Equipment and Court Accessories

In July 2017 the Club took delivery of a Pickleball Tutor ball machine from the U.S. – plus the associated indoor and outdoor balls.  The machine is extensively used at our drills sessions.


RRPC supports the initiative of a British company to stock paddles, balls and other equipment in the UK.  The owners are pickleball players themselves and are dedicated to growing the sport and the player base.

Note of warning:  Personal import of equipment from the U.S. may seem like a good idea.  However, prices quoted on sites – including Amazon – do not mention that in addition to carriage there is Customs Duty and VAT payable on the goods (and on the carriage) on entry to the U.K.  These charges can almost double the listed price of the goods.

We have found the PickleNet system extremely easy to use.  It’s quick to erect and when unassembled fits into a smart carry bag.  These are available from

net post

Prior to having the PickleNets the club designed these wooden struts to convert badminton posts for pickleball use.  They have a “v” cut into the top to take the net cord, the bottom of the “v” being 36″ from the floor.  This arrangement maintains the net at the correct height without the need to use a tape measure.  The struts have strings attached to them and these tie around the badminton post.  Anyone is welcome to copy !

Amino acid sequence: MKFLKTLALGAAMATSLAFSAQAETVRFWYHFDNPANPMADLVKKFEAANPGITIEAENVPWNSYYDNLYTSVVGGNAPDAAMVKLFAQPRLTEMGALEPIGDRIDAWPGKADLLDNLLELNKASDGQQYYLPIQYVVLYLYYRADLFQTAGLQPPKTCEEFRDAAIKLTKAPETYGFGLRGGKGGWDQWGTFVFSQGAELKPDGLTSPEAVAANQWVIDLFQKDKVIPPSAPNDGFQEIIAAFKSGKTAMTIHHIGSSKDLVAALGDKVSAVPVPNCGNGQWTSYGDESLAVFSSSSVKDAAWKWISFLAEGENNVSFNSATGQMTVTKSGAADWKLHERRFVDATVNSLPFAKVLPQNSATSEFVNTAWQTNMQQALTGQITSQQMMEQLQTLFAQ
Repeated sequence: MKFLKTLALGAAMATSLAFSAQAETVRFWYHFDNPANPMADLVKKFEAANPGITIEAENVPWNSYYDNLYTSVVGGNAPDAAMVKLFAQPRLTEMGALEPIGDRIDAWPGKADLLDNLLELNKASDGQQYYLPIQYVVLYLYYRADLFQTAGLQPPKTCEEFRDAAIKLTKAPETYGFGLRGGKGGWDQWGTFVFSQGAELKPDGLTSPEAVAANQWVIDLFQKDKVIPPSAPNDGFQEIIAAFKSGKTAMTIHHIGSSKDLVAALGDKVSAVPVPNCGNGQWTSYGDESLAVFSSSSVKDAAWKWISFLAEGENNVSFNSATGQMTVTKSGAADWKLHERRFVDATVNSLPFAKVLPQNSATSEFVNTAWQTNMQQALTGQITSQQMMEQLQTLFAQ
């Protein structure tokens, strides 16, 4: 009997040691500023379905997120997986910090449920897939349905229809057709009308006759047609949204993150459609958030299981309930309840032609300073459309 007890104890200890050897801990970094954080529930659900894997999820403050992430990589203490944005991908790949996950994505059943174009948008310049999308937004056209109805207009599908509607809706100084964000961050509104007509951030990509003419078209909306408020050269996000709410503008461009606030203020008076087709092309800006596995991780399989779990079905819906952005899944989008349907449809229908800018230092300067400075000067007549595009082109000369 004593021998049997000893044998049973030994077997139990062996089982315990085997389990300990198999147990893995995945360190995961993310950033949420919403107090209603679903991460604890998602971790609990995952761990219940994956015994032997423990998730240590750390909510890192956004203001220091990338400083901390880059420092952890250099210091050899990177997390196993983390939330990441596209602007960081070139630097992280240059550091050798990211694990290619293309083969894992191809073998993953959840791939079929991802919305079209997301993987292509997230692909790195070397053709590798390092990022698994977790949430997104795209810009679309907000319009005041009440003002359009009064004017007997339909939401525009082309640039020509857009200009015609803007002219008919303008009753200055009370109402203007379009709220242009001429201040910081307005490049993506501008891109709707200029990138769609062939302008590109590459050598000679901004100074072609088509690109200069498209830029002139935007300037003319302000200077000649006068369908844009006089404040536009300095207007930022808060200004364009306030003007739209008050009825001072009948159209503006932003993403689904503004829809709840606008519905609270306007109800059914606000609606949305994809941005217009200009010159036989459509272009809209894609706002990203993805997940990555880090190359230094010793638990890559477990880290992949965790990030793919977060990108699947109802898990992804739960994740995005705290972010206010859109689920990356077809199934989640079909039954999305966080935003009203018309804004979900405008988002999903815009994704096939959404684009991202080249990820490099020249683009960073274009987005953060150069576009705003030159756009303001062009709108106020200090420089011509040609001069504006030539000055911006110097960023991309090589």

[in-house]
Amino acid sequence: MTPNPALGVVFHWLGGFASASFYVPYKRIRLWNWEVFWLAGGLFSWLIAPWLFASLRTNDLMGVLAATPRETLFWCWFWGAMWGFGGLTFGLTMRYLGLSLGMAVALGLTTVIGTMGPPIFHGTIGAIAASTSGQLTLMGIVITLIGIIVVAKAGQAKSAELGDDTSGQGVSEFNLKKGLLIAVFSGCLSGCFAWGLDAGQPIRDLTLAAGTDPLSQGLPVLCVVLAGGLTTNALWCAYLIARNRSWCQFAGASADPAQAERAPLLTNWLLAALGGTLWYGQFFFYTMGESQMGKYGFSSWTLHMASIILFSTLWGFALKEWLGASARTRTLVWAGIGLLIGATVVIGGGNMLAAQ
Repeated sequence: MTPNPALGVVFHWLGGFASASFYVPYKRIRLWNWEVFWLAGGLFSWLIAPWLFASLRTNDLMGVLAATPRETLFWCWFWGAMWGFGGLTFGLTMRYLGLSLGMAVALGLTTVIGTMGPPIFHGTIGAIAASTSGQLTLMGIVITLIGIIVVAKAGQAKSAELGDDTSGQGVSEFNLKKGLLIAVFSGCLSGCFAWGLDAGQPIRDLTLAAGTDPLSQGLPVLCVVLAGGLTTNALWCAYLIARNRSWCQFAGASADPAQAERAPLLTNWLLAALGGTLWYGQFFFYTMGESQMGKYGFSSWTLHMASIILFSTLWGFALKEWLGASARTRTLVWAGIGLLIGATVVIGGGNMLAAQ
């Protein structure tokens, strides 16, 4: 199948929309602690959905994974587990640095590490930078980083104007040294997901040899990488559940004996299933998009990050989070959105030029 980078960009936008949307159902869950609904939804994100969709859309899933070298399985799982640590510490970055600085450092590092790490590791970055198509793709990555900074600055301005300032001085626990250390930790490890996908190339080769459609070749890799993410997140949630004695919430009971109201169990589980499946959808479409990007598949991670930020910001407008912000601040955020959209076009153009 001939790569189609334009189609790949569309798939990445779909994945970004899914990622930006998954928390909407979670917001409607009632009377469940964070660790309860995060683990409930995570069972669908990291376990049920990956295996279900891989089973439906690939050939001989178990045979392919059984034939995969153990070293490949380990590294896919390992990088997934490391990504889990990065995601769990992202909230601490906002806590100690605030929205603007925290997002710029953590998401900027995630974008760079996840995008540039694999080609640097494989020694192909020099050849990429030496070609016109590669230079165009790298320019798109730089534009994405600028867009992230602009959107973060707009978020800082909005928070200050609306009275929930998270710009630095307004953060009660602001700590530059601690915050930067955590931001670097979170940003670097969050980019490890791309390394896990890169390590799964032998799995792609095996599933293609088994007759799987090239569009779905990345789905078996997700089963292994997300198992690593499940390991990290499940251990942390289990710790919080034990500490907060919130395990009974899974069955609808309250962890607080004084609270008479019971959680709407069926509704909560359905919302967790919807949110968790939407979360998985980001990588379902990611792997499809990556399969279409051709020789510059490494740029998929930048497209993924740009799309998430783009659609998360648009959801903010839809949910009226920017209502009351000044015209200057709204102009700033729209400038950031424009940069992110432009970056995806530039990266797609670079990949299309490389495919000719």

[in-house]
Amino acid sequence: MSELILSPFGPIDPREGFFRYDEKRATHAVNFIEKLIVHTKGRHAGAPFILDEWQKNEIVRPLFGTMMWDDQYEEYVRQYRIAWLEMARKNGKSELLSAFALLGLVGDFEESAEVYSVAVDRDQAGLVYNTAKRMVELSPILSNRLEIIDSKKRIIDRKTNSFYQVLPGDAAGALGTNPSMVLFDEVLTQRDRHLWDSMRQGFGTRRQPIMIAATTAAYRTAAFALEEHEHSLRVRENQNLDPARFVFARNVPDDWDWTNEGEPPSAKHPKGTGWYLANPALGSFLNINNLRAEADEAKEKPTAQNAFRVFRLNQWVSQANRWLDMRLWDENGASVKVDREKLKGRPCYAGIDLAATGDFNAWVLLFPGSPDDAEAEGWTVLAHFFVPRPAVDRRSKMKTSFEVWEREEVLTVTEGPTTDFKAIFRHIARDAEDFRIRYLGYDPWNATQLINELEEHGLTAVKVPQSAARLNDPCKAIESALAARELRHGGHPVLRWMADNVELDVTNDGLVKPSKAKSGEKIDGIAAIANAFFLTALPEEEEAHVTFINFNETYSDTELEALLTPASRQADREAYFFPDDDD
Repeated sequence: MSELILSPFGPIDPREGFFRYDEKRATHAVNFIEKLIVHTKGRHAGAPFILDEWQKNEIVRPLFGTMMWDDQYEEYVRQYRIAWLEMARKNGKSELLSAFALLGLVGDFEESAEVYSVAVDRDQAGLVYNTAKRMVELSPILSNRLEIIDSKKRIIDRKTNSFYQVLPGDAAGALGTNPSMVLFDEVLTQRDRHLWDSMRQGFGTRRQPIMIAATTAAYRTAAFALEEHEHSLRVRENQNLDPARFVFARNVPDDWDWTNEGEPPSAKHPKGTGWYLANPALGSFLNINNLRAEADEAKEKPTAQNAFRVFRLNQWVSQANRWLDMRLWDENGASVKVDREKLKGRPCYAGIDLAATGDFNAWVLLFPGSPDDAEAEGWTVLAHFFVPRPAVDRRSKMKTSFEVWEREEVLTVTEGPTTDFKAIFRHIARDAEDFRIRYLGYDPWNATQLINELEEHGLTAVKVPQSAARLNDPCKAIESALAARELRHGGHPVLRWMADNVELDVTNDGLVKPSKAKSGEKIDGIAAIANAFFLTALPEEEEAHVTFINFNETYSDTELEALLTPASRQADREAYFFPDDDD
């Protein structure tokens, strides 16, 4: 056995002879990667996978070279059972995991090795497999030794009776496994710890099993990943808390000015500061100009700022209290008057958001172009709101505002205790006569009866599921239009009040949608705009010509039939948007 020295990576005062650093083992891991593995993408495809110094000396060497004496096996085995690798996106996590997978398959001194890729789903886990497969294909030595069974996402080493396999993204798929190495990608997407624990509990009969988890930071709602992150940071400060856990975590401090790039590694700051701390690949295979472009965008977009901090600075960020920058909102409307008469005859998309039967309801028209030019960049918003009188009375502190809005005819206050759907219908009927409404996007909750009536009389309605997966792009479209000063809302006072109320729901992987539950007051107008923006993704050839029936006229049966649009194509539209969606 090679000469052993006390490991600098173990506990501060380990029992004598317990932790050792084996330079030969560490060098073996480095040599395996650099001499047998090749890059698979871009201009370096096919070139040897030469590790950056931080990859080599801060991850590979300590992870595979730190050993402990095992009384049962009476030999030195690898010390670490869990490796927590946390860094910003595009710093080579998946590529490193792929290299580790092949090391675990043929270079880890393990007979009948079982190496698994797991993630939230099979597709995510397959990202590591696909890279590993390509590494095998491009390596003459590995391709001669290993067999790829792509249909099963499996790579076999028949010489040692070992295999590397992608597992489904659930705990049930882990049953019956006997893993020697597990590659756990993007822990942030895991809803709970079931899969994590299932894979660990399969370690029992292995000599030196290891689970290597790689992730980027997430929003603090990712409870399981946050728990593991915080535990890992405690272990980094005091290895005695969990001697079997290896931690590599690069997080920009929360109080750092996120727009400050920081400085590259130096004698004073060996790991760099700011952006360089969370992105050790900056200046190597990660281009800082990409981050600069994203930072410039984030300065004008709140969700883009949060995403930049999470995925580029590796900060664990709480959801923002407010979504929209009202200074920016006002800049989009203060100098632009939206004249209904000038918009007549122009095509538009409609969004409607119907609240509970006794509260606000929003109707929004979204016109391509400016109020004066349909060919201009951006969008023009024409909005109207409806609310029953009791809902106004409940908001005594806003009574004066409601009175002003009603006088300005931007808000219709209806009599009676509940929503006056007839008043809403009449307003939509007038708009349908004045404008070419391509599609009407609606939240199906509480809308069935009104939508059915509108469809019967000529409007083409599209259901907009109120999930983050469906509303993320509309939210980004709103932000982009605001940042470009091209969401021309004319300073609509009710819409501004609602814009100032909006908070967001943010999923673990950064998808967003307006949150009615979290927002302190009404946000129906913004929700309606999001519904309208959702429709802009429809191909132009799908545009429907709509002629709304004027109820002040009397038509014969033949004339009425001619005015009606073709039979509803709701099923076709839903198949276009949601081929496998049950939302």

rubber mat

We also used non-slip matting to prevent the posts creeping inward during play.  Any amount of creep will reduce the height of the net at it’s centre from the regulation 34″.

tesa tape red

We marked out a Pickleball court on an existing all-weather, macadam tennis court very successfully using 50mm wide Tesa tesaflex® Red PVC Electrical Insulation Tape.  It comes in a 30 metre roll and you will need 2 rolls for one pickleball court.  We bought ours from  at £9.11 per roll.  The lines have not lifted despite being subjected to warm weather, rain, etc.

Having made sure the intended area is totally dry, use a leaf blower to remove any loose material from the surface, then mark out the court using a “chalk reel pinger” – available at Homebase, etc.  Then stretch out sufficient tape from the roll to do, say, one side line.  Be sure to allow the tape to “recover” completely from the stretch you have imparted before applying it to the surface. Once all lines have been laid rub the tape down very firmly using a clean, dry cloth to ensure maximum adhesion.